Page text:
Ever since Facebook started rolling out its facial recognition service — officially “Tag Suggestions” — a few months ago, pictures have been getting tagged with the names of the people who are in them, without their permission and even without their knowledge.
As you might imagine, this is causing an outcry about the privacy implications. Last week, just days after Facebook extended its facial recognition to Europe and other countries, a group of privacy organizations filed a complaint with the Federal Trade Commission. One of the issues is that Facebook requires users to opt-out rather than opt-in to the service. The bigger part, however, is over what data Facebook is collecting and how it will be used.
European Union regulators raised the alarm last week, and now some in Congress are complaining about Facebook’s implementation.
Implications of Facebook photo tagging
Facebook’s response? “We should have been more clear with people during the roll-out process when this became available to them.” To be fair to Facebook, the service has been around for months in the U.S. without much complaint. But a Sophos blog post complained that it was turned on for users elsewhere without any notification, and that the default is on.
However it all ultimately shakes out, HR professionals should consider the implications of being able to see — not just read — what their corporate friends have been up to.
Recruiters use Facebook to background prospects, despite the many cautions about doing so. The issues range from potential EEOC problems to the very reliability of the information. ERE writer Raghav Singh, a partner in a staffing firm, noted last year that “virtually everything seen online is unstructured and from sources of unknown credibility.”
Nonetheless, as the survey he cites notes, “84 percent of U.S. recruiters think it is proper to consider personal data posted online when evaluating a candidate.”
So it’s no surprise that career counselors warn college students about their online socializing. They’ve been warned so often and for so long that their Facebook (and before that, MySpace) pictures and posts can hurt their job prospects, that anyone who doesn’t know isn’t listening. Two years ago a Zdnet article put it bluntly: “Are drunk Facebook photos killing your job prospects?”
Now, the facial recognition technology is kicking the problem up more than a notch. Instead of posting and tagging a picture at a time — a laborious chore if you have multiple pictures with multiple people in each — Facebook will now scan the new photos and suggest names for each person it can identify. With a single click, one picture or 100 can be tagged.
The potential for mischief is clear
It only suggests names of your Facebook friends, so business sites (Pages, in Facebook parlance) with fans aren’t as directly affected by the facial recognition service as are the personal sites. However, that doesn’t mean they aren’t affected.
Since last month “people have the ability to tag Pages in their photos on Facebook in the same way they can tag their friends.” People who are tagged in those pictures become visible to those who visit the business site.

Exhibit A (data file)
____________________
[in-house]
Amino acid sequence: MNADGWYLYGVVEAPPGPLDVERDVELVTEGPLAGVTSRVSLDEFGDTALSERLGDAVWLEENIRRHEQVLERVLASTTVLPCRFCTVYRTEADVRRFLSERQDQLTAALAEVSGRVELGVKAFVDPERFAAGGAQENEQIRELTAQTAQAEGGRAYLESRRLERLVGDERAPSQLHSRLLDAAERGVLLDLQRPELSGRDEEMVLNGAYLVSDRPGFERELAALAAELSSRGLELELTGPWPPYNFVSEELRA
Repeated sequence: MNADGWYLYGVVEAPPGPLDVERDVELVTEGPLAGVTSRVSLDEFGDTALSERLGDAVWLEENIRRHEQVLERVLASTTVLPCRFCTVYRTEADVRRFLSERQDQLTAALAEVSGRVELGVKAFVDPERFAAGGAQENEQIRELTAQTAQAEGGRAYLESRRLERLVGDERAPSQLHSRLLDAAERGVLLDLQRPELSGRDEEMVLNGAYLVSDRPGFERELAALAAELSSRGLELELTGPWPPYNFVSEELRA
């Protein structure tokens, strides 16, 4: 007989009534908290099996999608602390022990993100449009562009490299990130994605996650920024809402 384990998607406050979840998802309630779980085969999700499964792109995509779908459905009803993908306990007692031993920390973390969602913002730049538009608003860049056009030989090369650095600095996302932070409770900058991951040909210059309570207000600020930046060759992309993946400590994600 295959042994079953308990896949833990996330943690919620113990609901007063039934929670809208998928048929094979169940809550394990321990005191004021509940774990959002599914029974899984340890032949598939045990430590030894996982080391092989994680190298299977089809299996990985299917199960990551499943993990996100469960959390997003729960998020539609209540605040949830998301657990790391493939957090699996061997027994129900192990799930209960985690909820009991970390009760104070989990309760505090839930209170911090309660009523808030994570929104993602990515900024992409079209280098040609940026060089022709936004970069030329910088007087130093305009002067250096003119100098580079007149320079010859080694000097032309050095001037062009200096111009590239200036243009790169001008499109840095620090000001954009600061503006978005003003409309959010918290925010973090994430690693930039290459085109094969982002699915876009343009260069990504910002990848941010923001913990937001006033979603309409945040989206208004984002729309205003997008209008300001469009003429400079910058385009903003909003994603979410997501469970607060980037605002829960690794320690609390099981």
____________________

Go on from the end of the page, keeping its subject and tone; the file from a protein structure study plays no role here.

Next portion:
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To make clear what this means: Someone uploads a picture and tags it to a business Facebook site. The picture is now visible on the business’ page, along with the tags of anyone in the picture.
Should the picture be of a career open house, showing the candidates, including some from the cross-town competitor, the potential for mischief is clear.
When it comes to the personal pages of recruiters who have created accounts for pipeline purposes, tagged pictures of their “friends” offer a mosaic of the activities of individuals in their network, whether or not they are even aware of it.
Admittedly, this is not a new situation. Picture tagging has been available for a while. But now that Pages (business profiles) can be tagged in pictures, and facial recognition enables one-click tagging of multiple images, the door has swung open pretty wide. Besides the career fair example above, it doesn’t take too much imagination to see what other implications there might be. The annual company picnic or holiday party come to mind.
Yes, people can delete the tags. And they can opt-out of having Facebook automatically suggest their name to a picture owner (though the person can still manually enter their name). Search Engine Watch details how to opt-out.
It’s a little more problematic for businesses, since being tagged in a photo has branding value. But that means living with some pictures you might rather not have appear on your site.
Some control is in the hands of the photo poster, who can choose to make the picture viewable by everyone, which means it appears publicly on the photos tab of the business’s Facebook pages, or viewable just by their friends.
Administrators can disable tagged photos from appearing by managing the settings. Then, no user photos will appear.